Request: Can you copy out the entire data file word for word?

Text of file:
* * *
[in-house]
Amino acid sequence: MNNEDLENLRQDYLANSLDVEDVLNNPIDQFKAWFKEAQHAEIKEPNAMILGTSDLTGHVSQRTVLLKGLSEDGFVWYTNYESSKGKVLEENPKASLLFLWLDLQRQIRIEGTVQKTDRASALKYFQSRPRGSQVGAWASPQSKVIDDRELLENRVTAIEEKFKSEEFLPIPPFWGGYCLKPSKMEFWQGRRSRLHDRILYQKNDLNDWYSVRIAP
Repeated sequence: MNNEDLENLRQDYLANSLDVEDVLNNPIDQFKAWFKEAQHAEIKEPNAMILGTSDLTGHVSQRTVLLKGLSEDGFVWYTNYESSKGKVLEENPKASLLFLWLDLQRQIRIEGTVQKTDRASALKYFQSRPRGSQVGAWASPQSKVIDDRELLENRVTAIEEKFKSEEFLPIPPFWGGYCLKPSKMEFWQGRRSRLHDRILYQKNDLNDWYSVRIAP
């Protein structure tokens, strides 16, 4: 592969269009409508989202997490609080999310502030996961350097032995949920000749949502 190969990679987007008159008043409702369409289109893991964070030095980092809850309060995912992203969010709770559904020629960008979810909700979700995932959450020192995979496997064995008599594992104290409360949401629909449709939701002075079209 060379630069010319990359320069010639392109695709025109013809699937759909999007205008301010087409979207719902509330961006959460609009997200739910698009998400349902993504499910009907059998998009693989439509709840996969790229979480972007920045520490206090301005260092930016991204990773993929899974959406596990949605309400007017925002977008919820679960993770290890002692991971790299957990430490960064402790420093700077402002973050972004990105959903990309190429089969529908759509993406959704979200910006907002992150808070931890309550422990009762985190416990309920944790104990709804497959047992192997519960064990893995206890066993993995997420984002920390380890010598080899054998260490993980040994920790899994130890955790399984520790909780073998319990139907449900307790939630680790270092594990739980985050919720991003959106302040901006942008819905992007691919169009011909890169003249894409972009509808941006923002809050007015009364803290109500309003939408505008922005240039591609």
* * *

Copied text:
[in-house]
Amino acid sequence: MNNEDLENLRQDYLANSLDVEDVLNNPIDQFKAWFKEAQHAEIKEPNAMILGTSDLTGHVSQRTVLLKGLSEDGFVWYTNYESSKGKVLEENPKASLLFLWLDLQRQIRIEGTVQKTDRASALKYFQSRPRGSQVGAWASPQSKVIDDRELLENRVTAIEEKFKSEEFLPIPPFWGGYCLKPSKMEFWQGRRSRLHDRILYQKNDLNDWYSVRIAP
Repeated sequence: MNNEDLENLRQDYLANSLDVEDVLNNPIDQFKAWFKEAQHAEIKEPNAMILGTSDLTGHVSQRTVLLKGLSEDGFVWYTNYESSKGKVLEENPKASLLFLWLDLQRQIRIEGTVQKTDRASALKYFQSRPRGSQVGAWASPQSKVIDDRELLENRVTAIEEKFKSEEFLPIPPFWGGYCLKPSKMEFWQGRRSRLHDRILYQKNDLNDWYSVRIAP
């Protein structure tokens, strides 16, 4: 592969269009409508989202997490609080999310502030996961350097032995949920000749949502 190969990679987007008159008043409702369409289109893991964070030095980092809850309060995912992203969010709770559904020629960008979810909700979700995932959450020192995979496997064995008599594992104290409360949401629909449709939701002075079209 060379630069010319990359320069010639392109695709025109013809699937759909999007205008301010087409979207719902509330961006959460609009997200739910698009998400349902993504499910009907059998998009693989439509709840996969790229979480972007920045520490206090301005260092930016991204990773993929899974959406596990949605309400007017925002977008919820679960993770290890002692991971790299957990430490960064402790420093700077402002973050972004990105959903990309190429089969529908759509993406959704979200910006907002992150808070931890309550422990009762985190416990309920944790104990709804497959047992192997519960064990893995206890066993993995997420984002920390380890010598080899054998260490993980040994920790899994130890955790399984520790909780073998319990139907449900307790939630680790270092594990739980985050919720991003959106302040901006942008819905992007691919169009011909890169003249894409972009509808941006923002809050007015009364803290109500309003939408505008922005240039591609």